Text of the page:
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Will NASCAR's Next Gen Car Development Avoid Mistakes Made With CoT?


Photo Credit: James Gilbert/Getty Images


On Wednesday of this week (May 5th of 2021), NASCAR will formally present the sport’s newest Cup Series chariot. Originally called the Gen 7 car before adopting the moniker of the Next Gen car, the vehicle was initially planned to be part of the 2021 racing season but was pushed to 2022 due to the declaration of the COVID-19 pandemic in 2020 disrupting development as well as team finances to implement the Next Gen car. From the details already leaked about the Next Gen car, the 2022 Cup season is destined to deliver the biggest learning curve ever to drivers, team and fans. Ahead of the official unveiling of the car, indications of a new spec chassis, six-speed manual transmission, independent rear suspension as well as a larger diameter, single-lug wheels are radically going to reshape the operations of NASCAR Cup Series teams on and off the track.

With anticipation building towards the planned on-track introduction of the Next Gen car at the 2022 Daytona 500, memories of another major design rethink should have NASCAR nervous about how they are developing the machine imperative to a thrilling on-track product for the future of stock car racing. The “Car of Tomorrow” (or commonly known as its acronym CoT) or Gen 5 race car was created through the mid-2000s and first debuted on the short track of Bristol Motor Speedway for the 2007 Food City 500. This iteration of the NASCAR Cup Series race vehicle arrived as a polarizing figure in the sport that solved some problems while creating new several problems with some taking years to be fully resolved. I watched the first race with the CoT in which Kyle Busch won driving the #5 Hendrick Motorsports Chevrolet. In that opening race for that car, Busch proclaimed he wasn’t a fan of it and concluded that it “sucks”.

As NASCAR was developing the Next Gen car, I maintained a sense of worry as many ambitious changes were being prepared for the 2022 Cup Series season. This concern existed as I saw online images of recent Goodyear tire test at Darlington Raceway involving Tyler Reddick on Twitter. Seeing another single car presence for the Next Gen car, I expressed a desire to see the development of the new vehicle specifications be tested in more race-simulated conditions multiple cars on track at once. Believing it could better acclimate drivers and teams to what might be vastly differing competition conditions for the 2022 season prior to the Daytona 500. I thought that the possibility of running some short, exhibition-style events in the late part of the year could provide a valuable field test for the Next Gen car. I would have personally like to see is about 6-8 non-playoff drivers in a few of the final 10 races running about 20 laps with Next Gen cars earlier in the race weekend. The exhibition runs would include a pit stop using what is slated to be a much different tire changing and refueling procedure.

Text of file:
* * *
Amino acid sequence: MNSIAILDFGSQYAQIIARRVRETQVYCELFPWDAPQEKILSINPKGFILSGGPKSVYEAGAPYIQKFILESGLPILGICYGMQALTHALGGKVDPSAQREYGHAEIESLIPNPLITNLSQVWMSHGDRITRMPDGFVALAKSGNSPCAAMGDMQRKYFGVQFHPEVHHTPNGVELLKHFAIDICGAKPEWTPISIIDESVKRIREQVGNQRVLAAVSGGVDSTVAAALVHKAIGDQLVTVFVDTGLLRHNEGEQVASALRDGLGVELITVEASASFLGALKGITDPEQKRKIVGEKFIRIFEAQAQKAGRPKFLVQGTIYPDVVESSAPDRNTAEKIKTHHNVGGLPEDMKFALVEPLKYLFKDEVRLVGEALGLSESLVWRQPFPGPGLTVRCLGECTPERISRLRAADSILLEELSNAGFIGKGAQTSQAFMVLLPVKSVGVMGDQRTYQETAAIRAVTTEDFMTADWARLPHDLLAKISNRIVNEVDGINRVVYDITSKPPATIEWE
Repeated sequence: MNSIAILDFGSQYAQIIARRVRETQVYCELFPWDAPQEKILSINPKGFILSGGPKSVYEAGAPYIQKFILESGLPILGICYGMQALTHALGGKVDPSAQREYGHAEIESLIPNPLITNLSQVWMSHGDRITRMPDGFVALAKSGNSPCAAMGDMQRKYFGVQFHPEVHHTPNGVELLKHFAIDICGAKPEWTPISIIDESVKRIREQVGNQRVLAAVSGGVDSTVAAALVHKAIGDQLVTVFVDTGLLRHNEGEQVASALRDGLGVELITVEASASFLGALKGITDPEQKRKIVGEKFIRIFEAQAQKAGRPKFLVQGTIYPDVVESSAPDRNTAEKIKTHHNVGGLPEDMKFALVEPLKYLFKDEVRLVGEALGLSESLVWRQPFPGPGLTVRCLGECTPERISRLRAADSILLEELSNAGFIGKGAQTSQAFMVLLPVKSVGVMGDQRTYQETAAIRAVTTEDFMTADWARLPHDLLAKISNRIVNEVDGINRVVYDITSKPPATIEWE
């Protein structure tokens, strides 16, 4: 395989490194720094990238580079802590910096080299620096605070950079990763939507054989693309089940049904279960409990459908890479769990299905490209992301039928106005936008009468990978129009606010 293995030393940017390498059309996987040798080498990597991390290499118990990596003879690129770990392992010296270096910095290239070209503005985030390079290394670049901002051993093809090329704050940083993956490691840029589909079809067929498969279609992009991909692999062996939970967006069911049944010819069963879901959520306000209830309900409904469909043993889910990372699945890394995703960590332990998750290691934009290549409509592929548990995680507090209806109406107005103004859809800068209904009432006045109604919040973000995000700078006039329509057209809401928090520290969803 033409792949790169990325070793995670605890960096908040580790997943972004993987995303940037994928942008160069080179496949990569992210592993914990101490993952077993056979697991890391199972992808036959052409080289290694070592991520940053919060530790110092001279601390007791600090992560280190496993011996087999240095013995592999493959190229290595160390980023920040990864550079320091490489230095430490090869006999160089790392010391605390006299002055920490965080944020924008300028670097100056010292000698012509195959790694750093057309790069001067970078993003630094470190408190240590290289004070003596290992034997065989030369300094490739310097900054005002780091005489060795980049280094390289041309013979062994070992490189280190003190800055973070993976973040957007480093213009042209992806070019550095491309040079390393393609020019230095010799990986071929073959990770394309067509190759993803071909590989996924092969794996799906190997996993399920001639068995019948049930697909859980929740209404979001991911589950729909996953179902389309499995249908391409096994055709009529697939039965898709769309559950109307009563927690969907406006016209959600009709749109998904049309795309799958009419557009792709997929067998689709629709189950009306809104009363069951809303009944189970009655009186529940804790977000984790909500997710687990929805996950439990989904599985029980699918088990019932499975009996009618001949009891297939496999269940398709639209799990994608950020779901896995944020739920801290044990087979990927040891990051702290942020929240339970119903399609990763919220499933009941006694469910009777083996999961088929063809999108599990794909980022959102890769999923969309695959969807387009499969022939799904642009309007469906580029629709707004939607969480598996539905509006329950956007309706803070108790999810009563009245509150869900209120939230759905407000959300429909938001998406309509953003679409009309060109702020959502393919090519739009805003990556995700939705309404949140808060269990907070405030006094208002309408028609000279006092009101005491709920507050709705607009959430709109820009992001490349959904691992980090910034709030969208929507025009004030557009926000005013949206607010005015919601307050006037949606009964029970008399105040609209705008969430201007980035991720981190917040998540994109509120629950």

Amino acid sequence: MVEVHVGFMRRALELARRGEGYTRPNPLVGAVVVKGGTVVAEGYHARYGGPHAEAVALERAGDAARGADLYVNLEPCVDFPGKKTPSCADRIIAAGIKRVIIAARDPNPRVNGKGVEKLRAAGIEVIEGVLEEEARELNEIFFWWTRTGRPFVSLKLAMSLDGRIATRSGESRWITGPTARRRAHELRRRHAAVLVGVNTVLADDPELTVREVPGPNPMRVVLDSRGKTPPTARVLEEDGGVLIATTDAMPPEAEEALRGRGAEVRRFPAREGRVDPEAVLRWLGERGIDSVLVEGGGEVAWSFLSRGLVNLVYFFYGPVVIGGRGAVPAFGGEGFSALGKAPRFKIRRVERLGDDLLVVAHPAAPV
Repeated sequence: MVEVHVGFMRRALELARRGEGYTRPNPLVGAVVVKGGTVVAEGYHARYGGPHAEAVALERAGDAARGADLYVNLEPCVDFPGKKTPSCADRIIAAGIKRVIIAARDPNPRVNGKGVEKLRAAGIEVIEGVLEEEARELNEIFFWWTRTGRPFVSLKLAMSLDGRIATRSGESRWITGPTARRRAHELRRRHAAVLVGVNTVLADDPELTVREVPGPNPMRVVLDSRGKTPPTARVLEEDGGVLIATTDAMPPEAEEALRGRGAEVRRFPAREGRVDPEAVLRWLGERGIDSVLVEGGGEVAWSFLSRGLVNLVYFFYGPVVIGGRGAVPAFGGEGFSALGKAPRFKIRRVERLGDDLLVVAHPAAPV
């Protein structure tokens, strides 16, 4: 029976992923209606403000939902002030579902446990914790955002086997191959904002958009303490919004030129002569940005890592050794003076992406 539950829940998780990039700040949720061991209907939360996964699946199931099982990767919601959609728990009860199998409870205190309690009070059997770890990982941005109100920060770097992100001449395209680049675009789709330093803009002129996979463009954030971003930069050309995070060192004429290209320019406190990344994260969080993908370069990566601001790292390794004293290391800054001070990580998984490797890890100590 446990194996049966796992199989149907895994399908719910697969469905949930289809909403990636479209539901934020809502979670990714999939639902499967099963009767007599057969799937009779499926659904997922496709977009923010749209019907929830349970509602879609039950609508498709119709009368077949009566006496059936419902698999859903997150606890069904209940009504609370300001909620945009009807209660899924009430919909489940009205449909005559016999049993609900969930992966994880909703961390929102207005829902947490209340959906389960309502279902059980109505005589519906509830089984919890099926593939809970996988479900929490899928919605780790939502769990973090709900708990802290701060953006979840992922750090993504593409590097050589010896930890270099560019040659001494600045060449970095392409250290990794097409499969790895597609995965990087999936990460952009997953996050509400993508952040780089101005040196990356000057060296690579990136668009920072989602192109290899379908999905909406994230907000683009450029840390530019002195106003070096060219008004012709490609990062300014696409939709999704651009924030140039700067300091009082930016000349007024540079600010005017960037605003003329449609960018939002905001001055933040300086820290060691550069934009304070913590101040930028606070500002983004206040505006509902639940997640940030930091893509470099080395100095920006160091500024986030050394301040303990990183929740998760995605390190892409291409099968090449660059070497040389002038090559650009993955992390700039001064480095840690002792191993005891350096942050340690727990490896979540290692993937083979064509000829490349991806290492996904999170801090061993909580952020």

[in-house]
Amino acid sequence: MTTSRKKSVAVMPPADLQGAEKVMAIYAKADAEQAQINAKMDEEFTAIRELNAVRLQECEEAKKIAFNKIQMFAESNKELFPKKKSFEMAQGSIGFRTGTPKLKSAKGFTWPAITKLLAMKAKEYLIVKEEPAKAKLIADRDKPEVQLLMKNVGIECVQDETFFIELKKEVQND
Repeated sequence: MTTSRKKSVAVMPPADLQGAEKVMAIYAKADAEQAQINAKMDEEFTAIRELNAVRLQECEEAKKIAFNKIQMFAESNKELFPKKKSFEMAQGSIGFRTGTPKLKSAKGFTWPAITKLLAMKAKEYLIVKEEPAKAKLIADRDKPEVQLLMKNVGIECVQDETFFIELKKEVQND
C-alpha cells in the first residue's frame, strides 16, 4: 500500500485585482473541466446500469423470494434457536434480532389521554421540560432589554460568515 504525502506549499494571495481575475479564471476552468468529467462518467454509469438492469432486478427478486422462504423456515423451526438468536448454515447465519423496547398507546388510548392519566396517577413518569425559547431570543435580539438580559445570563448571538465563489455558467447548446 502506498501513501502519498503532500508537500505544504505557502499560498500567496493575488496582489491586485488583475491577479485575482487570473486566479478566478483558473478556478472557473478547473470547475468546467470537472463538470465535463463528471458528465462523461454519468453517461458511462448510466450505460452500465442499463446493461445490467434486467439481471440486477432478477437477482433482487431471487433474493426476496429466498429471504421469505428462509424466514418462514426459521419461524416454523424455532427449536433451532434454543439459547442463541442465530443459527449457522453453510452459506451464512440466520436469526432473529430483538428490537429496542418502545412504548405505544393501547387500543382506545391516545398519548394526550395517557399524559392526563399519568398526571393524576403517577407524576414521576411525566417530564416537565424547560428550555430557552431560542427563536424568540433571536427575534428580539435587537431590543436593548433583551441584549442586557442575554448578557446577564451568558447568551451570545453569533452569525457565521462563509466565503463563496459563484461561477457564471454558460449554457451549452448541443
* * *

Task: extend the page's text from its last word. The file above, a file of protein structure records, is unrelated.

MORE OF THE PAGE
Unlike most of the time when I post something on Twitter, I actually received responses. In retrospect, I misspoke by attempting to argue my point by questioning the merits of single car test sessions. My responses were reflective of what was meant to be a rhetorical question.

Later on, I made an effort to clarify my comment on NASCAR promoting more multiple car, race-simulating tests personally aware at the time of single vehicle tests with the Next Gen car with drivers Chris Buescher, Bubba Wallace and Tyler Reddick. Someone replying to this tweet made me aware of a Charlotte Roval test that occurred in November last year where two Next Gen cars were on track at the same time. A fact that I was unaware of, the presence of two of these new stockcars on the time at the same time was not what I had in mind when suggesting NASCAR should insist on more testing with multiple vehicles. My comments were made in reflection of CoT and not wanting to see several seasons of competition with the Next Gen car where drivers, teams and fans will be uncertain of the racing.